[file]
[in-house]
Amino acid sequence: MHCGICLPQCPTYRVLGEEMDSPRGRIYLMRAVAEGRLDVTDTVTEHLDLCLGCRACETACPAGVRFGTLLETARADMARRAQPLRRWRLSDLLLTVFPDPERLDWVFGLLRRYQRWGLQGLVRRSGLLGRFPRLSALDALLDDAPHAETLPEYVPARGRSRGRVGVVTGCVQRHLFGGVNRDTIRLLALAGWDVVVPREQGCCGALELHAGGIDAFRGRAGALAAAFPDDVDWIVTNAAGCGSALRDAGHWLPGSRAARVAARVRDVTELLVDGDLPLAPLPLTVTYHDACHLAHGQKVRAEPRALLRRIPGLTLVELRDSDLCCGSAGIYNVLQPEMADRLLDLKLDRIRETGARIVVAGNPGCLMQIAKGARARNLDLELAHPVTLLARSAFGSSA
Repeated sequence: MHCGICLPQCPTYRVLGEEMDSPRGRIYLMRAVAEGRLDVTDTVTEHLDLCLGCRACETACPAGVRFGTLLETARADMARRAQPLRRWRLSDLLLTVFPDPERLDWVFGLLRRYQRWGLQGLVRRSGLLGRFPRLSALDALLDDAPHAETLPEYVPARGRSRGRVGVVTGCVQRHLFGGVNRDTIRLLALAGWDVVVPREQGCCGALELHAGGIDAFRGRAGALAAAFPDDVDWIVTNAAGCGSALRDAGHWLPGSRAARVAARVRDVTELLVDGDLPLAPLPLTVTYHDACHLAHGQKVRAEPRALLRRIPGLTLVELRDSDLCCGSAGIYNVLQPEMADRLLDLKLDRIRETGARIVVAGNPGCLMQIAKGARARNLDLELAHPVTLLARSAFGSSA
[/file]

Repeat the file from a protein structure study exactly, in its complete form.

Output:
[in-house]
Amino acid sequence: MHCGICLPQCPTYRVLGEEMDSPRGRIYLMRAVAEGRLDVTDTVTEHLDLCLGCRACETACPAGVRFGTLLETARADMARRAQPLRRWRLSDLLLTVFPDPERLDWVFGLLRRYQRWGLQGLVRRSGLLGRFPRLSALDALLDDAPHAETLPEYVPARGRSRGRVGVVTGCVQRHLFGGVNRDTIRLLALAGWDVVVPREQGCCGALELHAGGIDAFRGRAGALAAAFPDDVDWIVTNAAGCGSALRDAGHWLPGSRAARVAARVRDVTELLVDGDLPLAPLPLTVTYHDACHLAHGQKVRAEPRALLRRIPGLTLVELRDSDLCCGSAGIYNVLQPEMADRLLDLKLDRIRETGARIVVAGNPGCLMQIAKGARARNLDLELAHPVTLLARSAFGSSA
Repeated sequence: MHCGICLPQCPTYRVLGEEMDSPRGRIYLMRAVAEGRLDVTDTVTEHLDLCLGCRACETACPAGVRFGTLLETARADMARRAQPLRRWRLSDLLLTVFPDPERLDWVFGLLRRYQRWGLQGLVRRSGLLGRFPRLSALDALLDDAPHAETLPEYVPARGRSRGRVGVVTGCVQRHLFGGVNRDTIRLLALAGWDVVVPREQGCCGALELHAGGIDAFRGRAGALAAAFPDDVDWIVTNAAGCGSALRDAGHWLPGSRAARVAARVRDVTELLVDGDLPLAPLPLTVTYHDACHLAHGQKVRAEPRALLRRIPGLTLVELRDSDLCCGSAGIYNVLQPEMADRLLDLKLDRIRETGARIVVAGNPGCLMQIAKGARARNLDLELAHPVTLLARSAFGSSA